Meeting with Pope Francis today, 40 indigenous leaders raised their concerns about the toll that extractive and exploitive industries fuelling the global economy were having on growing inequality, preventing access to basic human rights and hindering environmental sustainability.
The indigenous leaders, who were in Rome to attend the 6th Global Meeting of the Indigenous Peoples’ Forum hosted by the International Fund for Agricultural Development (IFAD), hand delivered their message during a private audience with His Holiness, Pope Francis.
“The dangers facing our world have not only persisted since our last encounter in 2019 but have grown even more dire in many respects. Human beings continue to destroy nature, pollute our waters, and ignite our jungles and forests,” said the indigenous leaders in their message.
The scramble for natural resources in areas where they live, including timber-rich rainforests and mineral-rich mining areas continues to see encroachments on Indigenous Peoples’ lands and territories by extractive industries. The lack of effective support and protection often leads to a variety of incidence of intimidation, extreme violence and even assassination. In 2020, over one-third of the 227 climate and environmental activists murdered globally came from indigenous communities; almost three out of four murders took place in Latin America.
IFAD President Alvaro Lario, also in attendance, emphasized the role of Indigenous Peoples as climate leaders who are essential to protect biodiversity and ensure a viable future on Earth for future generations.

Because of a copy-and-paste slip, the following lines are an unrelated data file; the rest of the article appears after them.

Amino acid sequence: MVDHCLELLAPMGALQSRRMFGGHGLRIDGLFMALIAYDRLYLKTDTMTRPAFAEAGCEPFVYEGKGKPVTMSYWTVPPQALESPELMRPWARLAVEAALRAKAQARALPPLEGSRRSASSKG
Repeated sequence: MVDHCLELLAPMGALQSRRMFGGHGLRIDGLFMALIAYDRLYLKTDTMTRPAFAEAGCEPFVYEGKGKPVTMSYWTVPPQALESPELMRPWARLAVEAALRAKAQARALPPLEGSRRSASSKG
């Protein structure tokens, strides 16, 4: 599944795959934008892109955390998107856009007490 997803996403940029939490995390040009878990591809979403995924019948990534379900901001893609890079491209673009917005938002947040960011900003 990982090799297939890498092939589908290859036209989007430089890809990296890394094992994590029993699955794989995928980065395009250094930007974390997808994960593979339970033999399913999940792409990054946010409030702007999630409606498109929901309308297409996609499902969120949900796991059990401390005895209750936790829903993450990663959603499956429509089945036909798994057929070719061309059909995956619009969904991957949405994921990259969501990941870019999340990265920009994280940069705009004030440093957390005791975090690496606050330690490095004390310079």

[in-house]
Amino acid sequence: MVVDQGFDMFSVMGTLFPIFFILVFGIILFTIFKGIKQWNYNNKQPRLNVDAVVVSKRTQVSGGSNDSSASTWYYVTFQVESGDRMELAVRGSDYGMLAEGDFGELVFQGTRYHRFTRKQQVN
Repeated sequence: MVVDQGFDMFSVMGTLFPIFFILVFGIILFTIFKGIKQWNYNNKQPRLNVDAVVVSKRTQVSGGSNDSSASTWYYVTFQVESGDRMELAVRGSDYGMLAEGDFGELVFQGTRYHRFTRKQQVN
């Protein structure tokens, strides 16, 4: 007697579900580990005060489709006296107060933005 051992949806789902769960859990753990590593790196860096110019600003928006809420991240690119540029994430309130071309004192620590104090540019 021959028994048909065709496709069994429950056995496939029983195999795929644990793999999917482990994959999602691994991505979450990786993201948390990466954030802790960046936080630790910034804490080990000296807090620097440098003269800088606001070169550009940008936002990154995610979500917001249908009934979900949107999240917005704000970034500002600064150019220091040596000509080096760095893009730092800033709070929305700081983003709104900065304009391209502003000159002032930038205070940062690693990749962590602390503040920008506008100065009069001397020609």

“No one, no agronomist or development professional will ever understand nature as deeply as the Indigenous Peoples. Nurtured over millennia, their knowledge of the Earth’s plant and animal life remains unrivalled,” said Lario.
More than 476 million people from 90 countries define themselves as Indigenous Peoples. And while they represent roughly 6 per cent of the world’s population, they account for 18 per cent of the world’s poorest people. Seven out of 10 are native to the Asia and Pacific region. Indigenous Peoples help preserve a significant portion of the world’s biodiversity extending across one-quarter of the globe’s surface.
“Indigenous Peoples are displaying tremendous resilience and creativity as climate leaders and stewards of nature. They are crafting practices and applying unique approaches that are invaluable in confronting the climate crisis,” added Lario.
Despite their traditional knowledge, the climate crisis is seriously threatening their livelihoods. Farming, pastoralism, shifting cultivation, rotational agriculture, fishing, and hunting and gathering are all dependant on a predictable climate. Indigenous Peoples are particularly vulnerable to the effects of the climate crisis due to their close relationship with the environment.
Communities continue to defend their rights, as reflected in the UN Declaration on the Rights of Indigenous Peoples, and seek spaces for effective collaboration and advocacy in national and international fora such as this week’s forum at IFAD, while they fight for a place in the global climate debate, and be part of decisions that affect them.
Meanwhile, the right to free, prior and informed consent (FPIC), including the right of Indigenous Peoples to participate in any decision-making processes that affects them, continues to be overlooked by many, due to a lack of awareness, understanding and recognition of their perspectives, actions and governance systems.